How to identify theoretical learners:

  • A strong desire to pursue knowledge, learning
  • High degree of curiosity in a wide variety of areas.
  • Enjoy learning, even if there is no immediate way to utilize the newly learned information.
  • Significant credibility among coworkers.
  • Others may seek them out to help answer questions about projects or procedures.
  • High interest level in new projects and initiatives, particularly if they require and value forward thinking and ideas.
  • Excited about experimenting and trying something new
  • Personal belief in life-long learning.  
  • Desire to learn and go beyond what is required knowledge for role.  
  • Searches for deeper meaning in things.  
  • Many interests outside the workplace.  

Insight #6 - Seek people who love recognition

Contact centers employ lots of people to do the same job in the same way. It seems like people driven by individualism would we a bad fit, but that isn’t the case.

Contact centers embrace a merit-based culture. Performance is celebrated publically and rarely goes unrecognized.

Individualistic people want to be seen as mavericks, but they want recognition above all. While there isn’t room for self-expression in call centers, an environment with regular public recognition suits them. They endure longer because they have a strong emotional response to this reward structure. They’ll come to work excited to show off what they’re capable of, and be driven to differentiate themselves that way.

How to identify individualistic people:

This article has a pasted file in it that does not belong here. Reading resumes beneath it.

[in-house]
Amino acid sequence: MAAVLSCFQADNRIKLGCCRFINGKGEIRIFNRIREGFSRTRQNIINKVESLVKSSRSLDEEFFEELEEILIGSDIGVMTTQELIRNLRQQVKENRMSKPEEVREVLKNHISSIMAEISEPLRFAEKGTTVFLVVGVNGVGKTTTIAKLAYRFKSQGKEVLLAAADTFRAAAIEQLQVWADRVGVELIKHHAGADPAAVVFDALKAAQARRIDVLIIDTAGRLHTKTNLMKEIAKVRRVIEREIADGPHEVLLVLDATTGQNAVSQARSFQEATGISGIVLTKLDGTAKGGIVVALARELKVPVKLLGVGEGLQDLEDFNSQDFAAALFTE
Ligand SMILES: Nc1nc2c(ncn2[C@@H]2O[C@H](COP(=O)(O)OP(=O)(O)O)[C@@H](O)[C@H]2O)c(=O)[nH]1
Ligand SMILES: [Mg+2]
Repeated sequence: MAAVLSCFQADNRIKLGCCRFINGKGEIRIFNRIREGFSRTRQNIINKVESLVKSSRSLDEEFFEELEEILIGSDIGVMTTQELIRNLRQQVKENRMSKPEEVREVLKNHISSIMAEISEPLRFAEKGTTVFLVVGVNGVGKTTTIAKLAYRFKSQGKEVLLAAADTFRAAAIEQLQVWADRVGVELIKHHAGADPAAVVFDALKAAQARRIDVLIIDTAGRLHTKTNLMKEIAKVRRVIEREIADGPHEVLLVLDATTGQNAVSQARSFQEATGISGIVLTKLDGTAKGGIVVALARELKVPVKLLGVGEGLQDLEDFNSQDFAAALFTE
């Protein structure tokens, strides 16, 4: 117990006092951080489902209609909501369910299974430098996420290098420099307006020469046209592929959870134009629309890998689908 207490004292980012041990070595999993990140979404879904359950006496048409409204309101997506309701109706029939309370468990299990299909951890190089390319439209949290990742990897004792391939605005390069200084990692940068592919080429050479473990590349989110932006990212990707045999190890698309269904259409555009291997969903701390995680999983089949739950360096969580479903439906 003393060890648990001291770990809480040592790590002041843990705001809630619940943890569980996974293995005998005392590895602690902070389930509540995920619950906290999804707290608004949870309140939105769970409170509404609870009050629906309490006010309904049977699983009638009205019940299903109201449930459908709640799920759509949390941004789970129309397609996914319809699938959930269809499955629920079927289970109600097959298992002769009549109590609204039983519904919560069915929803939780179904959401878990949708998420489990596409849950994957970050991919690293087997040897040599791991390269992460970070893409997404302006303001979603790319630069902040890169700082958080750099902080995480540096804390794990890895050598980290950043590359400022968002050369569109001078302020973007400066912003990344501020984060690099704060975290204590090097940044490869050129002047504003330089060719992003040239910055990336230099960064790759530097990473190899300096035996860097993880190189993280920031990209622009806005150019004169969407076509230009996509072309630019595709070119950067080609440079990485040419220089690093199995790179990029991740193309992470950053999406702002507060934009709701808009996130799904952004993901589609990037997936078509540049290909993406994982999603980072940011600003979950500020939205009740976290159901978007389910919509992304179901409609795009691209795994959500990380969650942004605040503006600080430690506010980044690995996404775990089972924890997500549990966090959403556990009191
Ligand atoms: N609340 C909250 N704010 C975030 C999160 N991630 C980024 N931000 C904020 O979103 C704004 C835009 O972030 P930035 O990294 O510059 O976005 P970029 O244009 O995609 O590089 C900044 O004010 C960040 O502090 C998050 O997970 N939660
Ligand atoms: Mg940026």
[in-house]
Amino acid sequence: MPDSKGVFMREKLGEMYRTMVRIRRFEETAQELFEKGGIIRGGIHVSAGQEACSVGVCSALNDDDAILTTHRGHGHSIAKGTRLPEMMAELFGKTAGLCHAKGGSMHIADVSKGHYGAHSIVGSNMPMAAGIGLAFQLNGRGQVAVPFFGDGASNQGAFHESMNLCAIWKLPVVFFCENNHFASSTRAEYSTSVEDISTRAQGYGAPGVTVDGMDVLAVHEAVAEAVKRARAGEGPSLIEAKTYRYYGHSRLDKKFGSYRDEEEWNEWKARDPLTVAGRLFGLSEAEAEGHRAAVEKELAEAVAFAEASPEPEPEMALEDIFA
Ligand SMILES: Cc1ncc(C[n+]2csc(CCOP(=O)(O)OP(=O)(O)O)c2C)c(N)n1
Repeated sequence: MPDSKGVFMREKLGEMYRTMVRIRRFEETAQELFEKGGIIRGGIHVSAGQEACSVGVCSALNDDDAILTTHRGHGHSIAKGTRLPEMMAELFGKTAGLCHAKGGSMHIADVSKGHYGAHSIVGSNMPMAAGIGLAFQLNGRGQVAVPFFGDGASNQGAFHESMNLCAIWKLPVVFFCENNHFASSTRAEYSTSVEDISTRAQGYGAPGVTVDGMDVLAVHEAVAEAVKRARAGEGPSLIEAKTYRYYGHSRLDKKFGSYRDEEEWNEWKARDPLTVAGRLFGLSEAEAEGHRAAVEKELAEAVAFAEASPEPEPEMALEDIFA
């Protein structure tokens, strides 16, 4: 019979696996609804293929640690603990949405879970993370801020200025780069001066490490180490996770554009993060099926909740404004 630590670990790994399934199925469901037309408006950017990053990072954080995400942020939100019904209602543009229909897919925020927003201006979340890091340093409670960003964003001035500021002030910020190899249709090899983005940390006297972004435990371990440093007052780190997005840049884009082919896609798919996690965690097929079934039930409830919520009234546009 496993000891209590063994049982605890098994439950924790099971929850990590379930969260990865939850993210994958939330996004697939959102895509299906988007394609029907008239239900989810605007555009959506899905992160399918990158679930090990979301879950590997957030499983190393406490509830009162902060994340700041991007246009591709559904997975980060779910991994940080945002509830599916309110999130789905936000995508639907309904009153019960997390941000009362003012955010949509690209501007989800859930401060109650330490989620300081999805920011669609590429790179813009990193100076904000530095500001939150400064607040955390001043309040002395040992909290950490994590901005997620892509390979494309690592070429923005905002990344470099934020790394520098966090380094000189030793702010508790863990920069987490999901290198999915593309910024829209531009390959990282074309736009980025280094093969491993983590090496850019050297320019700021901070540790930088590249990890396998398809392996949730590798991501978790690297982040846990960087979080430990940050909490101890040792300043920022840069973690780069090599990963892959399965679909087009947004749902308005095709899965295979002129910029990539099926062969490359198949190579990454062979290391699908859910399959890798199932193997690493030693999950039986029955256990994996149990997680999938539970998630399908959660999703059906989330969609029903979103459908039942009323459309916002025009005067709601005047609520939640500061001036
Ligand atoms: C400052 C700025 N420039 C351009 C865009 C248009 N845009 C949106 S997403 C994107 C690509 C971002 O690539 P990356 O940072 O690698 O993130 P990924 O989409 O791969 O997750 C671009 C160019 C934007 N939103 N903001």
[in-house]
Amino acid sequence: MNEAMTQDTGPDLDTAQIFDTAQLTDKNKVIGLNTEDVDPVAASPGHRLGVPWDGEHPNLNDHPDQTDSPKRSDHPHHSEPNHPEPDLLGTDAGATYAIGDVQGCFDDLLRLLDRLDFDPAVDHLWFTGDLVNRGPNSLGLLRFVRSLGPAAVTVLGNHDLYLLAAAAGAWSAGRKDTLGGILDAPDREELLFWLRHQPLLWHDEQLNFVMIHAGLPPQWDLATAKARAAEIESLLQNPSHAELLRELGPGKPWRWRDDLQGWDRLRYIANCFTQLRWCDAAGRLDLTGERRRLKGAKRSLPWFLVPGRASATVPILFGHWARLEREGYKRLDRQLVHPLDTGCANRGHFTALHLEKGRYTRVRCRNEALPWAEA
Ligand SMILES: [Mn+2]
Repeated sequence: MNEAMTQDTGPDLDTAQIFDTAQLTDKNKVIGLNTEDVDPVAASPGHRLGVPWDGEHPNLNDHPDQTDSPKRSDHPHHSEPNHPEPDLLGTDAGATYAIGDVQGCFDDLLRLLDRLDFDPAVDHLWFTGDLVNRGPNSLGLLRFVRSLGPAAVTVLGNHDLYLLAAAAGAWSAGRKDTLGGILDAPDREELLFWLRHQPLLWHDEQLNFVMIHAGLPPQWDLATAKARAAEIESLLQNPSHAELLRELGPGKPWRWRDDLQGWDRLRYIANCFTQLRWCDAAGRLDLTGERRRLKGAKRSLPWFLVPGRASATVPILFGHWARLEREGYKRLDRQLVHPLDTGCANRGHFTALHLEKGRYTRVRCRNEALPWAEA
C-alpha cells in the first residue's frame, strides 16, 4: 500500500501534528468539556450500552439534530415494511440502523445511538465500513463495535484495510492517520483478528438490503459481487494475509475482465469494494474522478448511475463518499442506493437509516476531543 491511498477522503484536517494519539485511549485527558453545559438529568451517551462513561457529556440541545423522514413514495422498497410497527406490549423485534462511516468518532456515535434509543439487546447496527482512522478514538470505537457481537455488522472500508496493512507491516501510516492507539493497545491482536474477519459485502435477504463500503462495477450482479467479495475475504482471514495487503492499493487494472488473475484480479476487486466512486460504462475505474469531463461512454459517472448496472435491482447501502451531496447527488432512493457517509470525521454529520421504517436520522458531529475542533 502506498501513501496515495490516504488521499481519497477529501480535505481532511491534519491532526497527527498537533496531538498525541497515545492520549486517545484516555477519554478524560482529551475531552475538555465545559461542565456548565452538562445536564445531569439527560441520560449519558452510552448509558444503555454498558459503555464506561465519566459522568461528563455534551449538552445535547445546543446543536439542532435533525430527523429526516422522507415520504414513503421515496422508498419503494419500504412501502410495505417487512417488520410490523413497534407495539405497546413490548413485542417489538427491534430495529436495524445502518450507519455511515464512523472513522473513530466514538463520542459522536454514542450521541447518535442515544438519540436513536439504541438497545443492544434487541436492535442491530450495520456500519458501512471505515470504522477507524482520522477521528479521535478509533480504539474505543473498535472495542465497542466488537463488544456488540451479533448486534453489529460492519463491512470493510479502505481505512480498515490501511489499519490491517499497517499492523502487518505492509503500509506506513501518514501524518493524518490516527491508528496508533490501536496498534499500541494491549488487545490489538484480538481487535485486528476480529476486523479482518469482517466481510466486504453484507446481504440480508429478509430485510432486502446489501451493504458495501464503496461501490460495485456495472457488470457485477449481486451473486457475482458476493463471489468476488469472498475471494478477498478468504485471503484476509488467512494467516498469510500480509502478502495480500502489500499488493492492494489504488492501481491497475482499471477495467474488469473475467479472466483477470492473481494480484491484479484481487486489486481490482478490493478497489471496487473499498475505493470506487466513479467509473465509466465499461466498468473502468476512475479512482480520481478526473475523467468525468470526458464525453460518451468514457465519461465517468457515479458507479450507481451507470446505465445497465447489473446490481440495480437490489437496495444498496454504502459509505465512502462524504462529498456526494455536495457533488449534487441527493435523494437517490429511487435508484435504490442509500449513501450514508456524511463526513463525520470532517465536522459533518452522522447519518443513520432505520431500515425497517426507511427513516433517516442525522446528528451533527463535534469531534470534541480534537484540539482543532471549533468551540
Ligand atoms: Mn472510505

• Strong desire to be own person.  
  • Creative problem solving
  • Not risk-averse
  • Drawn to new ideas
  • Enjoys working in a role that encourages them to work things out their way
  • Prefers to make own decisions about how an assignment or project is to be accomplished.  
  • Enjoys working more independently.  
  • Will enjoy carving out own niche in role, identifying an area where they can excel.
  • Comfortable being in the limelight, and will enjoy demonstrating uniqueness
  • Enjoys maintaining and nurturing an image of being a maverick.
  • Will enjoy being controversial at times, just to challenge “business as usual”

Insight #7 - Financial interests predict early departure

Money-driven people aren’t likely to stay long. Make sure there are other motivations to keep candidates interested.

Most agents don’t see their jobs as launchpad for a career. And it’s not their fault. There aren’t as many jobs at the next level. This isn’t motivating for most, but especially not for money-minded people.

These people want to move forward quickly. They want to see personal growth directly tied to financial well-being. The lack of career opportunities in contact centers make it hard for them to stay interested.

Everyone you hire is going to be driven by money to a certain degree. The key is to make sure there are other motivations also in play. Are they purpose-driven? Do they want to be a part of a team? Are they driven by public recognition? There’s much more to consider. 

How to identify economic people:

  • Interested in what is practical, efficient and useful when striving to meet goals
  • Importance to high earnings.  
  • Interest in sales, technical, or management training programs that demonstrate a bottom-line financial gain as a result of their participation.  
  • Respond sto rewards based on “results” achieved rather than “methods” used to obtain the results.  
  • Most ambitious when compensation plans are challenging and include financial rewards, commission plans and being “paid for performance”.  
  • Wants education and training to have a practical and useful focus.  
  • Motivated by financial rewards and bonuses as recognition for a job well done.  
  • Interested in what is practical, efficient and useful in achieving success.  
  • Driven to surpass the achievements of others.

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Chris Hill

Chris Hill

Chris stands on street corners educating people about the new world of data-driven hiring. If lost, please return to Hire Smarter.